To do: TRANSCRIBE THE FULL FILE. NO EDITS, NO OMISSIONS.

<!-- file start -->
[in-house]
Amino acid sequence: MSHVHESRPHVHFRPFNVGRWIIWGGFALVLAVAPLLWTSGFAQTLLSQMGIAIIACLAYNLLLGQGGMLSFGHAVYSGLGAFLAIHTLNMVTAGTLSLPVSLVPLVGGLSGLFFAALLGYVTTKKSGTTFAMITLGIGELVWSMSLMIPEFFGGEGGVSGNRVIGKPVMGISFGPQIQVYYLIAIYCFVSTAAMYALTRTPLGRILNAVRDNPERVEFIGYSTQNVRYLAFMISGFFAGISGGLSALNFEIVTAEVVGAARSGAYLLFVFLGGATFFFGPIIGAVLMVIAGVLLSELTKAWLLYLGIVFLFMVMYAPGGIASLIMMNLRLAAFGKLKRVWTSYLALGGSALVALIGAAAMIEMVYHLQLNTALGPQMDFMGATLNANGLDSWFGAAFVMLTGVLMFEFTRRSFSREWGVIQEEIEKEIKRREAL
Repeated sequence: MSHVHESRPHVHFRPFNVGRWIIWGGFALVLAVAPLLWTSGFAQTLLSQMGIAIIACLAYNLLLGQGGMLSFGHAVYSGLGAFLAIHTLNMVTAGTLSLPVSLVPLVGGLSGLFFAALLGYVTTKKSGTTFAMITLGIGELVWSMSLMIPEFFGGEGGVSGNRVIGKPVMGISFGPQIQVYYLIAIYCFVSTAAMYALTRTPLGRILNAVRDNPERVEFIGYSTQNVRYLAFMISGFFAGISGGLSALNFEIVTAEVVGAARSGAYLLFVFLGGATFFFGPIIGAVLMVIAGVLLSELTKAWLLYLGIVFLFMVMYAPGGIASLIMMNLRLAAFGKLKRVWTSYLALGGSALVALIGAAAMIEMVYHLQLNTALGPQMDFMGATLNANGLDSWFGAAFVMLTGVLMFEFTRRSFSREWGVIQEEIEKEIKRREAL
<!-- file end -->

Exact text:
[in-house]
Amino acid sequence: MSHVHESRPHVHFRPFNVGRWIIWGGFALVLAVAPLLWTSGFAQTLLSQMGIAIIACLAYNLLLGQGGMLSFGHAVYSGLGAFLAIHTLNMVTAGTLSLPVSLVPLVGGLSGLFFAALLGYVTTKKSGTTFAMITLGIGELVWSMSLMIPEFFGGEGGVSGNRVIGKPVMGISFGPQIQVYYLIAIYCFVSTAAMYALTRTPLGRILNAVRDNPERVEFIGYSTQNVRYLAFMISGFFAGISGGLSALNFEIVTAEVVGAARSGAYLLFVFLGGATFFFGPIIGAVLMVIAGVLLSELTKAWLLYLGIVFLFMVMYAPGGIASLIMMNLRLAAFGKLKRVWTSYLALGGSALVALIGAAAMIEMVYHLQLNTALGPQMDFMGATLNANGLDSWFGAAFVMLTGVLMFEFTRRSFSREWGVIQEEIEKEIKRREAL
Repeated sequence: MSHVHESRPHVHFRPFNVGRWIIWGGFALVLAVAPLLWTSGFAQTLLSQMGIAIIACLAYNLLLGQGGMLSFGHAVYSGLGAFLAIHTLNMVTAGTLSLPVSLVPLVGGLSGLFFAALLGYVTTKKSGTTFAMITLGIGELVWSMSLMIPEFFGGEGGVSGNRVIGKPVMGISFGPQIQVYYLIAIYCFVSTAAMYALTRTPLGRILNAVRDNPERVEFIGYSTQNVRYLAFMISGFFAGISGGLSALNFEIVTAEVVGAARSGAYLLFVFLGGATFFFGPIIGAVLMVIAGVLLSELTKAWLLYLGIVFLFMVMYAPGGIASLIMMNLRLAAFGKLKRVWTSYLALGGSALVALIGAAAMIEMVYHLQLNTALGPQMDFMGATLNANGLDSWFGAAFVMLTGVLMFEFTRRSFSREWGVIQEEIEKEIKRREAL